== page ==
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A_L last won the day on October 12 2017

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  1. Cost of eps is less for same thermal resistance, eps is unaffected by permanently damp environments, more eps may mean less of something else e.g. hardcore, eps can be obtained in load bearing forms up to at least 500kPa (10%) KayMetzler EPS.pdf
  2. Ideally should at least be covered to keep rain off. Under permanently damp conditions PIR can undergo hydrolysis (breakdown into constituent parts). It is why when used as under slab insulation it has a dpm below as well as above. http://blog.celotex.co.uk/technical/what-celotex-insulation-can-be-used-in-floor-applications/
  3. @Oz07 as http://forum.buildhub.org.uk/topic/10204-would-you-notice-much-difference-020-versus-017-u-value/?tab=comments#comment-172917 so about 1.2kWh/m2 per year
  4. @moldy, you are going to need something like 250mm of PIR/PUR in a timber frame with 50mm eps insulation on the outside and ewi render directly applied (no cavity)
  5. In central England (Midlands) SAP says it saves about 1.7kwH/yr per m2.
  6. Assuming buildings regs levels of insulation and reasonable levels of air leakage and no MVHR 8kW should be sufficient.
  7. Storage radiators charge at only one rate from the start of the charge period till the core reaches the temperature corresponding to the input control setting. They then passively give off heat till the start of the next charge period Perhaps this will help:
  8. When the storage rad is energised the resistor heats and the heat transfers to the bi-metallic strip which 'flexes' because the two metals expand at different rates, the bi-metallic strip will be attached to the flap and the flexing causes the flap to close.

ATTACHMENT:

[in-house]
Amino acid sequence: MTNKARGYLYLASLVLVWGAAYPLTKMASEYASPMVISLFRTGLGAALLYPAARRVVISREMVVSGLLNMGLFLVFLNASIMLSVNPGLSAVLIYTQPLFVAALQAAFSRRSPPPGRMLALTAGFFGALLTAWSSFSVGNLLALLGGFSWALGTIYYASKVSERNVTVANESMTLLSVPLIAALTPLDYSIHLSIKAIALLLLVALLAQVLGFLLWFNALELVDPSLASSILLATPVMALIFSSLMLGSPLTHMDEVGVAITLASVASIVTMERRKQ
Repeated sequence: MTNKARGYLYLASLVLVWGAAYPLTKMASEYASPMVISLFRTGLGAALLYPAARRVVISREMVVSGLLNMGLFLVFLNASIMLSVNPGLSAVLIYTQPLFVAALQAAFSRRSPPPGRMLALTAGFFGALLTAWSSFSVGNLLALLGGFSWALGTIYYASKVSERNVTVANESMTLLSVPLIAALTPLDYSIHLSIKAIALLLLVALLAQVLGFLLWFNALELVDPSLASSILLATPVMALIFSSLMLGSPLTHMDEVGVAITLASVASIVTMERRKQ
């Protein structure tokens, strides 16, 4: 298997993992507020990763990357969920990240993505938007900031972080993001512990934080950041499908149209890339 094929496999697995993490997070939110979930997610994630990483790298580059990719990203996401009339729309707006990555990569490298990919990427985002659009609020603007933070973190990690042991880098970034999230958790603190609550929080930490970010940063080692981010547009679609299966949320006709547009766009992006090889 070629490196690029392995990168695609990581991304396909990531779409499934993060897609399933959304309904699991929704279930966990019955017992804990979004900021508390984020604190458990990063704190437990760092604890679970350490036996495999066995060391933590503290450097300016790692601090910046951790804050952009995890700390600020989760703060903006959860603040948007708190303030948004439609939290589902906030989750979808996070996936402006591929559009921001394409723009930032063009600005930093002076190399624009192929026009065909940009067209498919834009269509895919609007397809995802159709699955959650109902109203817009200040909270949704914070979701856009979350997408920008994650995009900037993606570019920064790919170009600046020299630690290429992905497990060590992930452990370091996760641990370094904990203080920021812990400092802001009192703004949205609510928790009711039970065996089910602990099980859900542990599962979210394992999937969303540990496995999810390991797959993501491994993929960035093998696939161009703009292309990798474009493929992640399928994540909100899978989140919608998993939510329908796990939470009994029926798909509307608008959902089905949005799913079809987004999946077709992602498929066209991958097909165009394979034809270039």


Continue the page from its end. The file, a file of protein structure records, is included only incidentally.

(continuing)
9. The thermostat which operates the flap is the metal strip, it is purely mechanical, it does not switch electricity. There is no room thermostat on a storage radiator. If you turn the output control while looking through the upper air grill you should see the damper open/close (or hear it) Leave the damper in an open position and wait for the next off peak period to see if it closes automatically.(have the input control set to a small value). The storage rads are on a circuit which is only energised during an off-peak period, there will either be a electricity meter capable of controlling this or a on very old systems a separate time clock near the meter. The off-peak rate is more expensive w.r.t. to on-peak now than it used to be and I expect it to decline in advantage over time.
  10. The flap should close automatically at the start of a charge period. If it did not you would simply be trying to fill a 'bucket with a hole in it'. The core would either never reach the temperature corresponding to the setting on the input control or it would take much more energy to do so and it would discharge continuously at a high rate. So the core would be cooler than expected at the end of the charge period.
  11. 12kW seems a lot for a newbuild. What floor area/insulation/air leakage? Nibe is at the expensive end of things so price for heat pump seems O.K. What sort of floor for the UFH and who is laying it? You will be paying for an 'RHI premium'. Most people on here get heat pump etc from ebay etc for a fraction of NIBE prices and forego the small RHI income on a well insulated house.
  12. A_L

    T stud

    @Ferdinand , you would be better using 6 rather than 5 as the correct value is 5.678.
  13. @steve77r, 'Fastwall' a slightly different approach which can be used on lightweight frames and done by you https://www.ibstockbrick.co.uk/wp-content/uploads/2015/08/04-06-Fastwall.pdf
  14. @gwebstech , for floors you cannot just invert the R value to obtain the U value, you must also have the exposed perimeter and the total areas as thermal resistance of a uniform floor varies with distance to the edge because you have to add in the thermal resistance of the soil
  15. Currently on BRE website https://www.bregroup.com/sap/sap10